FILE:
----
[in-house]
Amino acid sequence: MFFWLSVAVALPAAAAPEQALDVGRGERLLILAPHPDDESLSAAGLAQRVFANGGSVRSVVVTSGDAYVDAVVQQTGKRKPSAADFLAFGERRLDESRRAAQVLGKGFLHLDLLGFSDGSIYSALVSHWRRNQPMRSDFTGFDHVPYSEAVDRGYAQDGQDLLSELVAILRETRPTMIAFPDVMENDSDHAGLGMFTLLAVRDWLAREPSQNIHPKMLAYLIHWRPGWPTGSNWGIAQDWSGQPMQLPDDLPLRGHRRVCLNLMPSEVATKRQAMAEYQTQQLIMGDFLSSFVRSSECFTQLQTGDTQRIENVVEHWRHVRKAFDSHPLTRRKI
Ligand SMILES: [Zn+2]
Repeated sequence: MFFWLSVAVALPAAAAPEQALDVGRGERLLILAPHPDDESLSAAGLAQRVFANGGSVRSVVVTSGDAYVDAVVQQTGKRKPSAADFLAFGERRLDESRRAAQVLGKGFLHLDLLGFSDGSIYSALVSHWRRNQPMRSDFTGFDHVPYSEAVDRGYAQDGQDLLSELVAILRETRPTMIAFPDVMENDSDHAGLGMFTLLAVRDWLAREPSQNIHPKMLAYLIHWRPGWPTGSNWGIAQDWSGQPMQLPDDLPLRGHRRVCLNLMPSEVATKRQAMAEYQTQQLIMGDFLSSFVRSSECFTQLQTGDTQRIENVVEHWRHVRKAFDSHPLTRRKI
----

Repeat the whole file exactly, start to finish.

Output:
[in-house]
Amino acid sequence: MFFWLSVAVALPAAAAPEQALDVGRGERLLILAPHPDDESLSAAGLAQRVFANGGSVRSVVVTSGDAYVDAVVQQTGKRKPSAADFLAFGERRLDESRRAAQVLGKGFLHLDLLGFSDGSIYSALVSHWRRNQPMRSDFTGFDHVPYSEAVDRGYAQDGQDLLSELVAILRETRPTMIAFPDVMENDSDHAGLGMFTLLAVRDWLAREPSQNIHPKMLAYLIHWRPGWPTGSNWGIAQDWSGQPMQLPDDLPLRGHRRVCLNLMPSEVATKRQAMAEYQTQQLIMGDFLSSFVRSSECFTQLQTGDTQRIENVVEHWRHVRKAFDSHPLTRRKI
Ligand SMILES: [Zn+2]
Repeated sequence: MFFWLSVAVALPAAAAPEQALDVGRGERLLILAPHPDDESLSAAGLAQRVFANGGSVRSVVVTSGDAYVDAVVQQTGKRKPSAADFLAFGERRLDESRRAAQVLGKGFLHLDLLGFSDGSIYSALVSHWRRNQPMRSDFTGFDHVPYSEAVDRGYAQDGQDLLSELVAILRETRPTMIAFPDVMENDSDHAGLGMFTLLAVRDWLAREPSQNIHPKMLAYLIHWRPGWPTGSNWGIAQDWSGQPMQLPDDLPLRGHRRVCLNLMPSEVATKRQAMAEYQTQQLIMGDFLSSFVRSSECFTQLQTGDTQRIENVVEHWRHVRKAFDSHPLTRRKI